FEB 27, 2019 12:00 PM PST

Nanostructured Molecularly Imprinted Polymers: Robust, Stable and Selective Alternatives to Antibodies

C.E. CREDITS: P.A.C.E. CE | Florida CE
Speakers
  • CEO, MIP Diagnostics
    Biography
      Adrian Kinkaid is CEO of MIP Diagnostics (www.mip-dx.com ) which was founded in 2015 to commercialise nano-structured molecularly imprinted polymers, nanoMIPs or "plastic antibodies". Since joining Abcam in 2010, as Head of Technology Access, Adrian has worked with all the major forms of affinity reagents (antibodies, aptamers, affinity proteins and MIPs). Prior to this, he lead Drug Discovery teams at Lectus Therapeutics, Inpharmatica, Biofocus and Celltech Chiroscience (now UCB). He has a PhD in Biochemistry from Southampton and has twice served as Chairman of ELRIG: the European Laboratory Research & Innovation Group.

    Abstract:

    NanoMIPs, often called “plastic antibodies”, are made using a proprietary self-assembly process where the template molecule is incubated with monomers, each of which is free in solution to adopt its optimal binding position, followed by a polymerisation step. By closely controlling the polymerisation, we have the ability to manufacture discrete nanoparticles typically with a single binding site, or imprint, of the template molecule. Each imprint is the correct “size and shape” for the target molecule and also have the corresponding complementary chemical functionality to enhance binding: H-bond acceptor for H bond donor etc. Once synthesised the nanoMIPs can be collected according to their affinity for the target (typically in the low nM range), or indeed to a selectivity target to meet the needs of the application. Furthermore, having a polyethylene backbone, nanoMIPs are extremely robust and highly resistant to pH, solvents and temperature. It is even possible to autoclave nanoMIPs without loss of function.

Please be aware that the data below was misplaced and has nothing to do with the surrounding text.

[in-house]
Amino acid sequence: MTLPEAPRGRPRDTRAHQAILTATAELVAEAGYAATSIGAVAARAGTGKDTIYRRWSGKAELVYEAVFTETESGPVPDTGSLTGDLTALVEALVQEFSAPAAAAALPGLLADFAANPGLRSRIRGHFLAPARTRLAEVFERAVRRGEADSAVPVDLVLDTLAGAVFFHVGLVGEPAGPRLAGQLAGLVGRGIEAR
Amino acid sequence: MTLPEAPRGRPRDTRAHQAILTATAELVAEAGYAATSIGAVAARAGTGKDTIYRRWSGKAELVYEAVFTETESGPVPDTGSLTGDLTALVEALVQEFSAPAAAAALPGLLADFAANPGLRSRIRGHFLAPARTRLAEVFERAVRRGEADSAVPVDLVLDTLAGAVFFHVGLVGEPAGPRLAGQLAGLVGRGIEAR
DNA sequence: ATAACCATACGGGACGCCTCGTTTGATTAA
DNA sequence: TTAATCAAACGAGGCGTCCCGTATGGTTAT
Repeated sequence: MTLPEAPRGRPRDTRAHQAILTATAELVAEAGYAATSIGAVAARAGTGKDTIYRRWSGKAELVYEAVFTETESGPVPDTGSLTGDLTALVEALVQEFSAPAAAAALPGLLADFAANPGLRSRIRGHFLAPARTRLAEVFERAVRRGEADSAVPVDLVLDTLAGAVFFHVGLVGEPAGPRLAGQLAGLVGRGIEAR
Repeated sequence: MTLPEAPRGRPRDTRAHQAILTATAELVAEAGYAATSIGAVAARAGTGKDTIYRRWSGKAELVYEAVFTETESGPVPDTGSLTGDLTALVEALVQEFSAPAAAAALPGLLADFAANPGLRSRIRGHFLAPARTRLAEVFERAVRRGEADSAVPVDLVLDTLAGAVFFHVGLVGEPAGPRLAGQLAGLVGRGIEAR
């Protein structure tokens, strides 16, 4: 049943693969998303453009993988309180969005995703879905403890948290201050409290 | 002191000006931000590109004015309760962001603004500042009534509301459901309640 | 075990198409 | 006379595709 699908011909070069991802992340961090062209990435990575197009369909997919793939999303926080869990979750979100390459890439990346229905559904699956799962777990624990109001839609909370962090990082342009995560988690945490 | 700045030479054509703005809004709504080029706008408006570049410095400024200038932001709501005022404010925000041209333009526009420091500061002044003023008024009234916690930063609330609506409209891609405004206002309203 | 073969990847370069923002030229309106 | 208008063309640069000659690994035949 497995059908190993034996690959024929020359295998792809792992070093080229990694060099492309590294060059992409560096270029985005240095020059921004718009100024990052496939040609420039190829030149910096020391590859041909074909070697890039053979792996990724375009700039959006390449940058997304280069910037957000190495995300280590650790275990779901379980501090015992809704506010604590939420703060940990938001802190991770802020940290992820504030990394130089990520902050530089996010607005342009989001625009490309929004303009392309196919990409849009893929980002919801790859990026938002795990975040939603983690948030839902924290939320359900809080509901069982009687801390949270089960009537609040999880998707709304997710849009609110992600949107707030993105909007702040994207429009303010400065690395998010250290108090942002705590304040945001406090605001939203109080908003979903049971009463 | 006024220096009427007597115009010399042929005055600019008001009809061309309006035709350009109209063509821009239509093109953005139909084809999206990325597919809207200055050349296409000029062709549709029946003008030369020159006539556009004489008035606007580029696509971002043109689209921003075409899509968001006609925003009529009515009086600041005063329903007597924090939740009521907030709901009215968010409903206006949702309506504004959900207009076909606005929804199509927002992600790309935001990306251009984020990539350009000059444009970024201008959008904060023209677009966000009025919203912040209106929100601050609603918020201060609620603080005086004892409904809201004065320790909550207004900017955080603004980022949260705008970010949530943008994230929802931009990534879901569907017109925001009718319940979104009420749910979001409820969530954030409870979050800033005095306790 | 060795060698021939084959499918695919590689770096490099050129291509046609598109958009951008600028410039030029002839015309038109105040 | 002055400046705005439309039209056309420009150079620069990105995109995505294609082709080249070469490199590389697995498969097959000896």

Learning Objectives: 

    1. Learn how synthetic polymer based nanoparticles can be developed as an alternative affinity reagent to antibodies.
    2. Learn how these nanoMIPs have been applied to a range of different projects from epitope mapping, imaging and sensor development to drug delivery


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